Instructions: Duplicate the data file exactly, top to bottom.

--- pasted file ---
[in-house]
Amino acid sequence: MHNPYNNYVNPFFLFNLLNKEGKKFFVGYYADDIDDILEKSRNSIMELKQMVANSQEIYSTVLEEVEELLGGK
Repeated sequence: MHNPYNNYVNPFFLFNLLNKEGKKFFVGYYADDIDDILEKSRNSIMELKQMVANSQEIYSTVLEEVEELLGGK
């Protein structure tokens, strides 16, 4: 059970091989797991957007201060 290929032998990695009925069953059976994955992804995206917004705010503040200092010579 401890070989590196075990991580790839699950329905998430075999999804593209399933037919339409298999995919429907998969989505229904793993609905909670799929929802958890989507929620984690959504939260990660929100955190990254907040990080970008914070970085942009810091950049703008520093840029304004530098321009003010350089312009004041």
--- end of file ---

[in-house]
Amino acid sequence: MHNPYNNYVNPFFLFNLLNKEGKKFFVGYYADDIDDILEKSRNSIMELKQMVANSQEIYSTVLEEVEELLGGK
Repeated sequence: MHNPYNNYVNPFFLFNLLNKEGKKFFVGYYADDIDDILEKSRNSIMELKQMVANSQEIYSTVLEEVEELLGGK
């Protein structure tokens, strides 16, 4: 059970091989797991957007201060 290929032998990695009925069953059976994955992804995206917004705010503040200092010579 401890070989590196075990991580790839699950329905998430075999999804593209399933037919339409298999995919429907998969989505229904793993609905909670799929929802958890989507929620984690959504939260990660929100955190990254907040990080970008914070970085942009810091950049703008520093840029304004530098321009003010350089312009004041």